Gunnar Bragi Sveinsson, the Minister for Foreign Affairs of Iceland, spoke before the U.N. General Assembly on Monday and announced that his country and Suriname would hold a conference to discuss gender equality…in which only men and boys would be invited to attend.
This will be the first time only male leaders have met to discuss the issues involved with gender inequality. Bragi elaborated, “We want to bring men and boys to the table on gender equality in a positive way.”
The termed “Barbershop” conference will be held in January 2015. Bragi explained in his speech that there would be a special focus on what men can do to prevent and not perpetuate violence against women.
The Iceland and Suriname conference will be part of a global campaign launched to get 100,000 men and boys involved in the fight for gender equality by 2015. So far, the campaign is most notably known for Emma Watson’s recent speech about the U.N.’s ‘HeForShe’ initiative. Watson formally invited men to join the fight, stating, “Men don’t have the benefits of equality, either.” She explained that the campaign was about freedom for everyone to be able to be who they really are without the binary idea of gender confining them.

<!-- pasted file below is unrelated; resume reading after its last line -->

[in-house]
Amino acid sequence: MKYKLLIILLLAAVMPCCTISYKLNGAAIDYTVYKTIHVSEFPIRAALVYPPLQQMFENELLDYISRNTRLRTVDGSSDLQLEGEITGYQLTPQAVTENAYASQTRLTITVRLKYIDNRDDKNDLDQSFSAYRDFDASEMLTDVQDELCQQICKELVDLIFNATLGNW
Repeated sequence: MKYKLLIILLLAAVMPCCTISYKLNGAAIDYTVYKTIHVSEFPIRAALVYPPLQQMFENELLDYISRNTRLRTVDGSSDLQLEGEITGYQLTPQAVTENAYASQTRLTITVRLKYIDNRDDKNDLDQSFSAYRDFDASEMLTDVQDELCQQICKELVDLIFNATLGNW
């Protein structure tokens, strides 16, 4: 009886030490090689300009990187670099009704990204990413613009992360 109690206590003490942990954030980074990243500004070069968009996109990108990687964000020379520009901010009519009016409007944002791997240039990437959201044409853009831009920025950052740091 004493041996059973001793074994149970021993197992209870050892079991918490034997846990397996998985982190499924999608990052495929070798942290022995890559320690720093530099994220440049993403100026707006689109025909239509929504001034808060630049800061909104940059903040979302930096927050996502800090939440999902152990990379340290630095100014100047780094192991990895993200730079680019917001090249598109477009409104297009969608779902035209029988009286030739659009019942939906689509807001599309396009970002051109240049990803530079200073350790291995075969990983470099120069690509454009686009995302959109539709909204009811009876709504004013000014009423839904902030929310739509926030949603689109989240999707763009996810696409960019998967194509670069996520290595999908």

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The Associated Press reported that Bragi made the announcement in commemoration of the 20th anniversary of the 1995 U.N. women’s conference.
The Global Gender Gap Report of 2013 ranked Iceland as the top country in gender equality while Suriname, a South American country, was ranked 110th.
While the all-male Iceland conference has a positive intention and may be successful at introducing more men into the conversation of gender equality, which is a noteworthy feat, the gender restrictions involved have problematic implications. Watson’s famous speech called for men to participate in the discussion, not exclude women from it. If male leaders set the example that talking about gender inequality without female leaders even present is accepted and positive, then the conference only shows how deeply rooted these problems are on an international level.